Co-creation is a management initiative, or form of economic strategy, that brings different parties together, in order to jointly produce a mutually valued outcome. Co-creation brings a blend of ideas from direct customers or viewers which in turn creates new ideas to the organization. Co-created value arises in the form of personalized, unique experiences for the customer and ongoing revenue and enhanced market performance drivers for the firm. Value is co-created with customers if and when a customer is able to personalize his or her experience using a firm's product-service proposition – in the lifetime of its use – to a level, best suited to get his or her job or tasks done and which allows the firm to derive greater value from its product-service investment in the form of new knowledge, higher revenues/profitability and/or superior brand value/loyalty. Scholars C. K. Prahalad and Venkat Ramaswamy popularized the concept in their 2000 Harvard Business Review article, "Co-Opting Customer Competence".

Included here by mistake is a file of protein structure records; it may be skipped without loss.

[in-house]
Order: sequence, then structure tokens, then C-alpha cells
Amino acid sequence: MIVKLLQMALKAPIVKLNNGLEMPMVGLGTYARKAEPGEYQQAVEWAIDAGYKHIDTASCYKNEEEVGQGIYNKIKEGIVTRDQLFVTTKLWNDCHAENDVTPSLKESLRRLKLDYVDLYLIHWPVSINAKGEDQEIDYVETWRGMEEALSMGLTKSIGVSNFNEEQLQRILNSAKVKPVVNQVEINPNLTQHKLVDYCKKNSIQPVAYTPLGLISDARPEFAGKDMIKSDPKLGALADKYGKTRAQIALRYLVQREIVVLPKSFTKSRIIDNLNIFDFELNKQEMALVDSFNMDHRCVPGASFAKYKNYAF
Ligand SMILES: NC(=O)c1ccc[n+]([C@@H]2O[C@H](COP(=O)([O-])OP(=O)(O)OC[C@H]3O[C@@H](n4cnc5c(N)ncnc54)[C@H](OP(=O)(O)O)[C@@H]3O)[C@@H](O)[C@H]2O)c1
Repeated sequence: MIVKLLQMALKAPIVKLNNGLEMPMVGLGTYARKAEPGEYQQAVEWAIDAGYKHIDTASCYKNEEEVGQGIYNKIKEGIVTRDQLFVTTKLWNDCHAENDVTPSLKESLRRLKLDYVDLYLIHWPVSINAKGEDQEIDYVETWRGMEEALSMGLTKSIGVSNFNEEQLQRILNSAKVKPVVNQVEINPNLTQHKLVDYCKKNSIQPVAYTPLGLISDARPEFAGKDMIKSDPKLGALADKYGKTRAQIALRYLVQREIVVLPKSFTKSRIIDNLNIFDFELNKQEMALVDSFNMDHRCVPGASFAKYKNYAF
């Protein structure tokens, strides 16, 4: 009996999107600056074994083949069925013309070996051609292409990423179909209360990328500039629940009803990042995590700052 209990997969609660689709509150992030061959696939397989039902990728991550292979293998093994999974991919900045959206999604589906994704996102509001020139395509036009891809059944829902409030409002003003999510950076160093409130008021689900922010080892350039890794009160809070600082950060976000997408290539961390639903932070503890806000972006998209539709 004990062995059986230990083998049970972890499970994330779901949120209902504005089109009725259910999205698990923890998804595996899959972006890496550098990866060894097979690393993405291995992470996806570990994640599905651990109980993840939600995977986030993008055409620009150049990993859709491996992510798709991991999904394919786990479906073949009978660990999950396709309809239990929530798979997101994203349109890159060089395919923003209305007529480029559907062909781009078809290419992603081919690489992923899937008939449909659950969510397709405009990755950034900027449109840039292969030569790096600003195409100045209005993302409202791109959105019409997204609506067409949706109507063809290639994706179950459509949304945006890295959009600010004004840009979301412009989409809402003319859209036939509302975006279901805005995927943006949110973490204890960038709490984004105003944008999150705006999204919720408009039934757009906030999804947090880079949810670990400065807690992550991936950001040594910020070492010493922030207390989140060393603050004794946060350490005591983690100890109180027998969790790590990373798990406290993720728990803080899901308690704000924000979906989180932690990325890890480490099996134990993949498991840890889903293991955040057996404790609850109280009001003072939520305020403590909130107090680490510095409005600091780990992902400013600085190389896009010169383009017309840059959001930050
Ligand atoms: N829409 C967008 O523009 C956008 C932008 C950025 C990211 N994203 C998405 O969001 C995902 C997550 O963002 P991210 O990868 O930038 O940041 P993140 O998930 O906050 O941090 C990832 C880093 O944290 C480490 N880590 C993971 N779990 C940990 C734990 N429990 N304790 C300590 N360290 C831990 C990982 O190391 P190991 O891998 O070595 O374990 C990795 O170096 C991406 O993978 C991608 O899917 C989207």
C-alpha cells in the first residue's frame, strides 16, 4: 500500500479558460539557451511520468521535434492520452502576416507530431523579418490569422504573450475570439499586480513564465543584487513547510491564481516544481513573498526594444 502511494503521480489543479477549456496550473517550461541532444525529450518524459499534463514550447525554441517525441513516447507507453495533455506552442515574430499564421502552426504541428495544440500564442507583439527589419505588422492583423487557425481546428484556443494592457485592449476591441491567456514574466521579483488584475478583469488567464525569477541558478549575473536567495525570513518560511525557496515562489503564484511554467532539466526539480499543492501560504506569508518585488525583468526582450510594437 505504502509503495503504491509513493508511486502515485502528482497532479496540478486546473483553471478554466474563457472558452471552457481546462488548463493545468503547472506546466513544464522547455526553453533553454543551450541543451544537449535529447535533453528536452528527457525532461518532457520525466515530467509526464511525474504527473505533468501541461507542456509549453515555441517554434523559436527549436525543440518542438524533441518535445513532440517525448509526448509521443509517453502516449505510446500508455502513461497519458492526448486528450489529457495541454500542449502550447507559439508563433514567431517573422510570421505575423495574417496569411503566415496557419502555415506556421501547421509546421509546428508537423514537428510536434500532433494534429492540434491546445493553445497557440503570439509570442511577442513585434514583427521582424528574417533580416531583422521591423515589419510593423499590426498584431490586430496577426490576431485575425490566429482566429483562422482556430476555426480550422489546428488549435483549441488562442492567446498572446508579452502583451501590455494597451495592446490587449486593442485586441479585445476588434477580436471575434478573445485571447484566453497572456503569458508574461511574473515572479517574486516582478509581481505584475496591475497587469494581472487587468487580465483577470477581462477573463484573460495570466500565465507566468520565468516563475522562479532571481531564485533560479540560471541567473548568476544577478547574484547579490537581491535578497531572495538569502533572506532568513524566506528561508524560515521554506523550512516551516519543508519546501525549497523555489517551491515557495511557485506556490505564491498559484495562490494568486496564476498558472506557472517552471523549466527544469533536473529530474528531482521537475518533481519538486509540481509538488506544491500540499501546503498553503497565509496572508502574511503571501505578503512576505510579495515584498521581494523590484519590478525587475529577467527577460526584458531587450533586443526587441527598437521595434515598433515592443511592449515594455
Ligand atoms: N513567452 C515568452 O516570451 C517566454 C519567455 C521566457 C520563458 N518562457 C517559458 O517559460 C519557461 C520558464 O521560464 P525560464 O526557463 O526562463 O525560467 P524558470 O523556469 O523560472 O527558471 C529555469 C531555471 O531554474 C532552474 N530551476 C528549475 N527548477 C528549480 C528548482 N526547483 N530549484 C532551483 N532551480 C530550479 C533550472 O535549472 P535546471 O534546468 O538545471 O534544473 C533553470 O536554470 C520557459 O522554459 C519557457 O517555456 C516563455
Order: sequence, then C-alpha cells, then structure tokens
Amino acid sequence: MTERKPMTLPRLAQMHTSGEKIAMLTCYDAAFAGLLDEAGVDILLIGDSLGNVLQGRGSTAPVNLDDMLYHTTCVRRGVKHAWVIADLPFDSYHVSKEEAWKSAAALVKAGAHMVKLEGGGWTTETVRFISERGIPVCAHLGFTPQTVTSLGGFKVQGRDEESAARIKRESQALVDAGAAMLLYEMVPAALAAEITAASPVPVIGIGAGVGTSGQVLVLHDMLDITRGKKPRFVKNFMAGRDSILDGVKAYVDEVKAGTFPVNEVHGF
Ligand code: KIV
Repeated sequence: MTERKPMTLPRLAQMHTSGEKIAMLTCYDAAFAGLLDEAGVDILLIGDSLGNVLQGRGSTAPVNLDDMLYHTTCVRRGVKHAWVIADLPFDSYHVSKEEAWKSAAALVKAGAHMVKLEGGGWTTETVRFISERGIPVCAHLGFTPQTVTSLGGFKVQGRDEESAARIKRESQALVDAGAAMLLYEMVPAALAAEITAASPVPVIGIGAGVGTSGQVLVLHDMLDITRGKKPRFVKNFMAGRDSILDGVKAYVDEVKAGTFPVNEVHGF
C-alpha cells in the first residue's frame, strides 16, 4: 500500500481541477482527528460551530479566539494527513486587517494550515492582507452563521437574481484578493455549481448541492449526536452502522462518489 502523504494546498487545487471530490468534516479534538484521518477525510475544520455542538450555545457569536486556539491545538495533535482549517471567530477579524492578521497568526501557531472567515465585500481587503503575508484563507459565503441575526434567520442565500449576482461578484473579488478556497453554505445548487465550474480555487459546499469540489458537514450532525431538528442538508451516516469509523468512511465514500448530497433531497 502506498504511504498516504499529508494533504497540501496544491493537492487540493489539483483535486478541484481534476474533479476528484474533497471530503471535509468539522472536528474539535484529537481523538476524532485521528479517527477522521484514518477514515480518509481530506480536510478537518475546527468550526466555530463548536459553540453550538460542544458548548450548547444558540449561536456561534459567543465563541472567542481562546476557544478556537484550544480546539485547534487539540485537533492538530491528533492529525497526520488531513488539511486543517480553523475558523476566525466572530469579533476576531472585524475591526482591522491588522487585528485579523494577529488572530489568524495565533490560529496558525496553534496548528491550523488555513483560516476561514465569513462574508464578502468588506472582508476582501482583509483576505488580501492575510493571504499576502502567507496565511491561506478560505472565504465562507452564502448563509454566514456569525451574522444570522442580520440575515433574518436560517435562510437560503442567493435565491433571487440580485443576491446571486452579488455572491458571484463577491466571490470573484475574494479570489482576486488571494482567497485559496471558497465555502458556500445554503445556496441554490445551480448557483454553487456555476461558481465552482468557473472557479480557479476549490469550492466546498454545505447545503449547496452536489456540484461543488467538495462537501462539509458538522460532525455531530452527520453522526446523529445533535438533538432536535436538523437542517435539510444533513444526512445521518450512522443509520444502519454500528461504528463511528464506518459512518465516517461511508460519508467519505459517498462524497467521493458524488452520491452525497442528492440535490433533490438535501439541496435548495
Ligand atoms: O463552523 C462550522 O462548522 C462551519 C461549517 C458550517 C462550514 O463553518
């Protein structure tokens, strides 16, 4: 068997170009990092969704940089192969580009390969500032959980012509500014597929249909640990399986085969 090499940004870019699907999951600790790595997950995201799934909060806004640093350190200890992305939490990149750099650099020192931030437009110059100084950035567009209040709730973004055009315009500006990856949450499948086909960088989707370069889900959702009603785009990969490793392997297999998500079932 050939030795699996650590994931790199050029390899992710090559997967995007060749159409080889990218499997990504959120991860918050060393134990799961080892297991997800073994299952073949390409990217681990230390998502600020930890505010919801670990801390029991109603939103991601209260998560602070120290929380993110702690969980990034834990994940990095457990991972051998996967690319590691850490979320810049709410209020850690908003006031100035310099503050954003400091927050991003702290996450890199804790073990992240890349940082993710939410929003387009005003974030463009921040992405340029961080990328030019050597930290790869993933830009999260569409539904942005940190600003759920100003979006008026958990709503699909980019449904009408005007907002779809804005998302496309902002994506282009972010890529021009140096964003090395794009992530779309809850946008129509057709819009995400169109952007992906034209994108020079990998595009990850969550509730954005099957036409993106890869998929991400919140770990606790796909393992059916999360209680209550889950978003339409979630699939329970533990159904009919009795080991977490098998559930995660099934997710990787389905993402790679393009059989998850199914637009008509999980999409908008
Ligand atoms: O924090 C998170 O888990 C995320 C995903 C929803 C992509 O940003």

They developed their arguments further in their book, published by the Harvard Business School Press, The Future of Competition, where they offered examples including Napster and Netflix showing that customers would no longer be satisfied with making yes or no decisions on what a company offers. Within the study of Prahalad and Ramaswamy, they defined co-creation as “The joint creation of value by the company and the customer. Maarten Pieters and Stefanie Jansen further developed existing co-creation theories and introduced the term Complete co-creation in 2013, creating clarity for organisations who struggled with implementing co-creation into their daily operations. Complete co-creation refers to the "transparent process of value creation in ongoing, productive collaboration with, supported by all relevant parties, with end-users playing a central role", it is regarded as a practical answer to the predominantly academic and holistic understanding of co-creation. Complete co-creation involves end-users and other relevant parties in a full development process, from the identification of a challenge to the implementation and tracking of its solution.